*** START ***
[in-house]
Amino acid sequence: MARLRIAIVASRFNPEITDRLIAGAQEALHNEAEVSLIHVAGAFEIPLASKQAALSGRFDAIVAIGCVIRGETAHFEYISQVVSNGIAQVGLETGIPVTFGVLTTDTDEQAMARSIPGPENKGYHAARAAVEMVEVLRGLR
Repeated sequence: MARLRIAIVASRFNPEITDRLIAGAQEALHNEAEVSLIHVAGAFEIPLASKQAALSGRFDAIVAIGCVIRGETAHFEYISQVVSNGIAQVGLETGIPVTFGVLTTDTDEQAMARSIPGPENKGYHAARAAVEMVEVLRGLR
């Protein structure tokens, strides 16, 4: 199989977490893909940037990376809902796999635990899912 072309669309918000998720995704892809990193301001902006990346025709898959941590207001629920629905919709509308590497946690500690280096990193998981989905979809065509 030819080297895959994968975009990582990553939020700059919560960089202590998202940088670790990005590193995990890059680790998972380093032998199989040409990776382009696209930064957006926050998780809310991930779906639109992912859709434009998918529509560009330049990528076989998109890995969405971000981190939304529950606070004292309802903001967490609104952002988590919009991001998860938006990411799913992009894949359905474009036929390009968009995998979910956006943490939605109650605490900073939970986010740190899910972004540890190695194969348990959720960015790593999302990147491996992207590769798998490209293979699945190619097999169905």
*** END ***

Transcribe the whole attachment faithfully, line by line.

[in-house]
Amino acid sequence: MARLRIAIVASRFNPEITDRLIAGAQEALHNEAEVSLIHVAGAFEIPLASKQAALSGRFDAIVAIGCVIRGETAHFEYISQVVSNGIAQVGLETGIPVTFGVLTTDTDEQAMARSIPGPENKGYHAARAAVEMVEVLRGLR
Repeated sequence: MARLRIAIVASRFNPEITDRLIAGAQEALHNEAEVSLIHVAGAFEIPLASKQAALSGRFDAIVAIGCVIRGETAHFEYISQVVSNGIAQVGLETGIPVTFGVLTTDTDEQAMARSIPGPENKGYHAARAAVEMVEVLRGLR
């Protein structure tokens, strides 16, 4: 199989977490893909940037990376809902796999635990899912 072309669309918000998720995704892809990193301001902006990346025709898959941590207001629920629905919709509308590497946690500690280096990193998981989905979809065509 030819080297895959994968975009990582990553939020700059919560960089202590998202940088670790990005590193995990890059680790998972380093032998199989040409990776382009696209930064957006926050998780809310991930779906639109992912859709434009998918529509560009330049990528076989998109890995969405971000981190939304529950606070004292309802903001967490609104952002988590919009991001998860938006990411799913992009894949359905474009036929390009968009995998979910956006943490939605109650605490900073939970986010740190899910972004540890190695194969348990959720960015790593999302990147491996992207590769798998490209293979699945190619097999169905």